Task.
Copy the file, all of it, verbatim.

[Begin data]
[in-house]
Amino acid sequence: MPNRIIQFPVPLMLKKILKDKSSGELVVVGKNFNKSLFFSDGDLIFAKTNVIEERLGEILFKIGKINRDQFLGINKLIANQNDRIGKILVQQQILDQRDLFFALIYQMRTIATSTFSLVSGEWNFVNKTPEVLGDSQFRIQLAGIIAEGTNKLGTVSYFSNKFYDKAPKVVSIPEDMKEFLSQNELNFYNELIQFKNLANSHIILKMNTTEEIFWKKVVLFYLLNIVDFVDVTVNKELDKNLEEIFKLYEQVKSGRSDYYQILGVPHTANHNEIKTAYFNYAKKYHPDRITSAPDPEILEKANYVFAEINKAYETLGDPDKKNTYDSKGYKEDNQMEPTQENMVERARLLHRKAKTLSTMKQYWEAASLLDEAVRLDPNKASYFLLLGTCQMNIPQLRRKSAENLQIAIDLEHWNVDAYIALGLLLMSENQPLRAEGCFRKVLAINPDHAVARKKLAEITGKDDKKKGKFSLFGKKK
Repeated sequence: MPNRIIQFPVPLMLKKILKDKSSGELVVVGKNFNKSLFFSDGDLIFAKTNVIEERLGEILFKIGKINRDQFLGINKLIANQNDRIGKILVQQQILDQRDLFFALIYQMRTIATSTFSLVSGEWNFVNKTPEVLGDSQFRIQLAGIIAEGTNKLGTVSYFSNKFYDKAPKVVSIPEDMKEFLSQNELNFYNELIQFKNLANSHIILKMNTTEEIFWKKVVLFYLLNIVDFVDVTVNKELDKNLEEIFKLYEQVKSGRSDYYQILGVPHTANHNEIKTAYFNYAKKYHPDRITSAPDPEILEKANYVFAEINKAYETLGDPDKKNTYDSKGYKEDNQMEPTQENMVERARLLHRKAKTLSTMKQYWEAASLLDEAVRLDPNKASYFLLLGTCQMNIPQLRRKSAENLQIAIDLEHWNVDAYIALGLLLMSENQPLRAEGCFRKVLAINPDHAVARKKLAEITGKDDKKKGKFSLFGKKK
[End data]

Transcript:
[in-house]
Amino acid sequence: MPNRIIQFPVPLMLKKILKDKSSGELVVVGKNFNKSLFFSDGDLIFAKTNVIEERLGEILFKIGKINRDQFLGINKLIANQNDRIGKILVQQQILDQRDLFFALIYQMRTIATSTFSLVSGEWNFVNKTPEVLGDSQFRIQLAGIIAEGTNKLGTVSYFSNKFYDKAPKVVSIPEDMKEFLSQNELNFYNELIQFKNLANSHIILKMNTTEEIFWKKVVLFYLLNIVDFVDVTVNKELDKNLEEIFKLYEQVKSGRSDYYQILGVPHTANHNEIKTAYFNYAKKYHPDRITSAPDPEILEKANYVFAEINKAYETLGDPDKKNTYDSKGYKEDNQMEPTQENMVERARLLHRKAKTLSTMKQYWEAASLLDEAVRLDPNKASYFLLLGTCQMNIPQLRRKSAENLQIAIDLEHWNVDAYIALGLLLMSENQPLRAEGCFRKVLAINPDHAVARKKLAEITGKDDKKKGKFSLFGKKK
Repeated sequence: MPNRIIQFPVPLMLKKILKDKSSGELVVVGKNFNKSLFFSDGDLIFAKTNVIEERLGEILFKIGKINRDQFLGINKLIANQNDRIGKILVQQQILDQRDLFFALIYQMRTIATSTFSLVSGEWNFVNKTPEVLGDSQFRIQLAGIIAEGTNKLGTVSYFSNKFYDKAPKVVSIPEDMKEFLSQNELNFYNELIQFKNLANSHIILKMNTTEEIFWKKVVLFYLLNIVDFVDVTVNKELDKNLEEIFKLYEQVKSGRSDYYQILGVPHTANHNEIKTAYFNYAKKYHPDRITSAPDPEILEKANYVFAEINKAYETLGDPDKKNTYDSKGYKEDNQMEPTQENMVERARLLHRKAKTLSTMKQYWEAASLLDEAVRLDPNKASYFLLLGTCQMNIPQLRRKSAENLQIAIDLEHWNVDAYIALGLLLMSENQPLRAEGCFRKVLAINPDHAVARKKLAEITGKDDKKKGKFSLFGKKK